Deciding on the Best Candidate for the Job

  1. Notwithstanding discrimination laws, employers may always hire the best-qualified candidate for the job.

  2. The important thing is to be able to explain how the one who was hired really had the best qualifications and was the best "fit" for the position in terms of legitimate, job-related factors.

  3. That, of course, requires a very close and careful look at the job applications and other information about applicants and a meticulous consideration of all factors that are relevant to the job, such as minimum qualifications, prior experience, availability, and work ethic (job reference checks can be helpful there).

  4. A hiring standard that results in exclusion of an applicant on the basis of race, color, religion, age, gender, national origin, disability, or genetic information is suspect and presents a risk of an EEO claim or lawsuit unless there is a bona fide occupational qualification (BFOQ) dictating that one type of person be favored over other types of people for a position; thus, leave minority status out of the hiring decision to the greatest extent possible. The burden of proving that a BFOQ exists is on the employer.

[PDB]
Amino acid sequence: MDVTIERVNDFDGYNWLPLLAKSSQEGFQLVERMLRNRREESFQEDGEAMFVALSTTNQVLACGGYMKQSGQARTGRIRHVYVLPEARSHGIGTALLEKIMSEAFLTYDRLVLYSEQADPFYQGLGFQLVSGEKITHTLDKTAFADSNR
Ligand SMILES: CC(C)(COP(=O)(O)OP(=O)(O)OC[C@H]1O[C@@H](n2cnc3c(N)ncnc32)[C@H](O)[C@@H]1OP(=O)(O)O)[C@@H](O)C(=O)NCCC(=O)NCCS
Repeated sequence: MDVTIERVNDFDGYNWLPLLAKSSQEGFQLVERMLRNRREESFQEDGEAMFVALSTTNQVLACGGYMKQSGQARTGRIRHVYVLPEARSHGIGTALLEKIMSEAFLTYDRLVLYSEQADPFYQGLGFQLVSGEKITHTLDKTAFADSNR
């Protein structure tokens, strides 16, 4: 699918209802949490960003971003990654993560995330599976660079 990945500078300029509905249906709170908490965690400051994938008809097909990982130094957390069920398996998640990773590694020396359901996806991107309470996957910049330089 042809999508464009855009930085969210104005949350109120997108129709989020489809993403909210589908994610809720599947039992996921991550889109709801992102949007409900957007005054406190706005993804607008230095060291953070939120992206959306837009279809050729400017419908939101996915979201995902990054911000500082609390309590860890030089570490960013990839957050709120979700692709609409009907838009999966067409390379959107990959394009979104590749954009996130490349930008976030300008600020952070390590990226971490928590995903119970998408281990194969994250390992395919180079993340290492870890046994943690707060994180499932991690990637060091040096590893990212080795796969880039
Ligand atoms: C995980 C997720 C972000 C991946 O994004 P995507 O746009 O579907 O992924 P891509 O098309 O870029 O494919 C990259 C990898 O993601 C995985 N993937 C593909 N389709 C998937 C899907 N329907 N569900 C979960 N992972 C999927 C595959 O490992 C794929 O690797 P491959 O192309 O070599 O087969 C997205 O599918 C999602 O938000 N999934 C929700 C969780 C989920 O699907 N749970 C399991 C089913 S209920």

5. In general, employers do not have to explain why they are not hiring a particular applicant (exception: applicants turned down due to an adverse background or credit check covered by the FCRA - see the discussion on the FCRA in the topic "References and Background Checks" for more details).

  6. It is usually best to restrict any explanations to short and factual, non-inflammatory statements such as "you seem to have some good qualifications. However, the one we hired better fit the requirements we had at this time. Please check back with us about any openings we might have in the future. Thank you."

  7. Try to avoid ever using the term "overqualified" to explain why a person is not suitable for hire - the EEOC and the TWC Civil Rights Division consider that to be potential evidence of age discrimination.

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